But Lammas is days away, and today, it is the Feast of St. James. The oysters for St. James’s Day and the never wanting for money remind me of the story of a couple, right here in Downtown Lake Worth, who were sharing a platter of steamed clams at Dave’s Last Resort & Raw Bar. It was just about Christmas time, some ten years ago, and in one of the clams on their platter, they found a purple pearl. Rare and beautiful… and worth thousands of dollars. Some folks don’t believe half my Lake Worth stories (and I’m not sure I do, either), but this one’s documented as fact. I don’t know what became of them, or their purple pearl, but perhaps pearls, purple or not, were a more common find in clams and oysters in earlier days, making the legend of never wanting for money after eating your St. James’s Day oysters perhaps not so legendary at all. Perhaps it is the stuff of truth and just a matter of fact.

 

Image: Detail from “Pearl Oyster Fruits” by Anton Seder. Lithograph, 1890 [Public domain] via Wikimedia Commons.

 

Wash the Pavements with Incessant Rain

And now this 15th of July comes St. Swithin’s Day. It is a traditional weather marker concerning rain, based on the old story of St. Swithin, the weeping saint. St. Swithin was a 9th century Anglo-Saxon bishop of Winchester. The source of the weeping comes from after his earthly life, for it was the good bishop’s wish to be buried in the churchyard and not in the chancel of the church, as was the custom for bishops. His wishes were followed when he died, but after his canonization, the monks decided the open churchyard was a rather disgraceful place for a saint to be buried, and so on the 15th of July in 971, they planned to move the relics of St. Swithin indoors to the choir, in a solemn procession. A great downpour began during the procession, though, and continued for forty days. The monks took this is a sign from St. Swithin himself, and so they let him be there in the churchyard, although they did eventually erect a chapel over his grave.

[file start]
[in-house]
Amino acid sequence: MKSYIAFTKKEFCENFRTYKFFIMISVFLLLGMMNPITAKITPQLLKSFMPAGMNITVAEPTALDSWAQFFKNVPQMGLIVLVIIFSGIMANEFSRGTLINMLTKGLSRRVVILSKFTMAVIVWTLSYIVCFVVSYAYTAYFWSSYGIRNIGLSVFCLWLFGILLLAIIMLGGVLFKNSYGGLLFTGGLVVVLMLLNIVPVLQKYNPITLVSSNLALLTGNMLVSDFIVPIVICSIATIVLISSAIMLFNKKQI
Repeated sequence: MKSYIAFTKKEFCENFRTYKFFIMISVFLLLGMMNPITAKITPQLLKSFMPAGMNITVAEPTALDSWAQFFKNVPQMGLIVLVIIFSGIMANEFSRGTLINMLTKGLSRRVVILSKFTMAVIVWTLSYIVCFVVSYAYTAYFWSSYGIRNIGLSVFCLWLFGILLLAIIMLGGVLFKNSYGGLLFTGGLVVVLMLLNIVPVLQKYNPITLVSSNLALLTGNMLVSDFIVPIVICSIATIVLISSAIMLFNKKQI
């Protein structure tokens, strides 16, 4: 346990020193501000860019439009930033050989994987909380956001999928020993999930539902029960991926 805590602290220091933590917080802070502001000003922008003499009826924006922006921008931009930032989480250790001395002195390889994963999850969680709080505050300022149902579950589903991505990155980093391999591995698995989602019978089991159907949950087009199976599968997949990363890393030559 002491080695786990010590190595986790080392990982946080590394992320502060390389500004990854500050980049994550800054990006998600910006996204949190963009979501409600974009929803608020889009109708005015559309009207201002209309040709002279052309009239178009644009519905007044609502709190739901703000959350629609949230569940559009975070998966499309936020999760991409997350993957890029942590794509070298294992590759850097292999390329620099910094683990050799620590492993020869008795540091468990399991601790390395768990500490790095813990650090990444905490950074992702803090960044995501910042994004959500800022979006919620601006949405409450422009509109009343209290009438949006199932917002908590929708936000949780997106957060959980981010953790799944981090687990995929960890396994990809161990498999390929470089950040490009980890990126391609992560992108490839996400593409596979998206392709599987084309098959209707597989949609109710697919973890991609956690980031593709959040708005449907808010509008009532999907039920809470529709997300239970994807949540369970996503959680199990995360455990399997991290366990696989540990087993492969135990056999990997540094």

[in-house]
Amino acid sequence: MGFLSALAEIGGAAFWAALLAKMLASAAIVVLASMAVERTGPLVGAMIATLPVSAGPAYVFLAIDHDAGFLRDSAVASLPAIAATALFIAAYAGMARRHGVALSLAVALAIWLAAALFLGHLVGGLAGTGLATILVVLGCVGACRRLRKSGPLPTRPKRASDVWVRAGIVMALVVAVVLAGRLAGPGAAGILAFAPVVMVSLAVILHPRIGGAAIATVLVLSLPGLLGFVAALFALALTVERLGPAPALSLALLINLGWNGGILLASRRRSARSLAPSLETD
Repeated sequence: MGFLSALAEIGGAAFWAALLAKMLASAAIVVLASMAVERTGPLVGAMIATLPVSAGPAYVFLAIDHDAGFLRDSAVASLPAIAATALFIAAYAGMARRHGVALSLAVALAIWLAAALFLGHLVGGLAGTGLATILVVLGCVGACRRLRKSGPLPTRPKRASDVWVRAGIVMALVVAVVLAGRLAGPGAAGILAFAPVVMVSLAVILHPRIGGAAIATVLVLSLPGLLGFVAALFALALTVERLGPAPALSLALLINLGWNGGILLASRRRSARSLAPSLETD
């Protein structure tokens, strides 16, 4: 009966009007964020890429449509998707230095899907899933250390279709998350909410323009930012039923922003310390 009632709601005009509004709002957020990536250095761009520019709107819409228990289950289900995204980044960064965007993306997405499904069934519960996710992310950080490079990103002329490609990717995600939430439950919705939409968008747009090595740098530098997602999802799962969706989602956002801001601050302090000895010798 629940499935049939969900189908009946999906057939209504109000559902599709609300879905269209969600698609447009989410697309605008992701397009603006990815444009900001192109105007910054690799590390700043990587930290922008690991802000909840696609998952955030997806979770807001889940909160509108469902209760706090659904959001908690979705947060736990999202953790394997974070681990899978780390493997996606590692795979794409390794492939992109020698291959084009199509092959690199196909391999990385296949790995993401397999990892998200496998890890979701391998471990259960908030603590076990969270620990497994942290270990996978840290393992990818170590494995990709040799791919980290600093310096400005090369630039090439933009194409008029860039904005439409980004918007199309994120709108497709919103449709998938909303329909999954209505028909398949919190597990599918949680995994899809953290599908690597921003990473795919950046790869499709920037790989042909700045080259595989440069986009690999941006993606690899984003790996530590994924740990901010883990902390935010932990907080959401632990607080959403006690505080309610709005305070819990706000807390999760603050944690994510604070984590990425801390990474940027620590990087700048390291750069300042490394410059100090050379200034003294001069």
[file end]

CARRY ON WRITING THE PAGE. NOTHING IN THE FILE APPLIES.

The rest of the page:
Now, the story goes, that “St. Swithin’s Day if thou dost rain, For forty days it will remain; St. Swithin’s Day if thou be fair, For forty days ’twill rain nae mair.” There is, as well, an old saying that when it rains on St. Swithin’s Day, the saint is blessing the apples. Here are a few lines from Poor Robin’s Almanack, July 1697:

In this month is St Swithin’s Day;
On which, if that it rain, they say
Full forty days after it will,
Or more or less, some rain distill.
This Swithin was a Saint, I trow,
And Winchester’s Bishop also.
Who in his time did many a feat,
As Popish legends do repeat:
A woman having broke her eggs
By stumbling at another’s legs,
For which she made a wofull cry,
St Swithin chanc’d for to come by,
Who made them all as sound, or more
Than ever that they were before.
But whether this were so or no
‘Tis more than you or I do know:
Better it is to rise betime,
And to make hay while sun doth shine,
Than to believe in tales and lies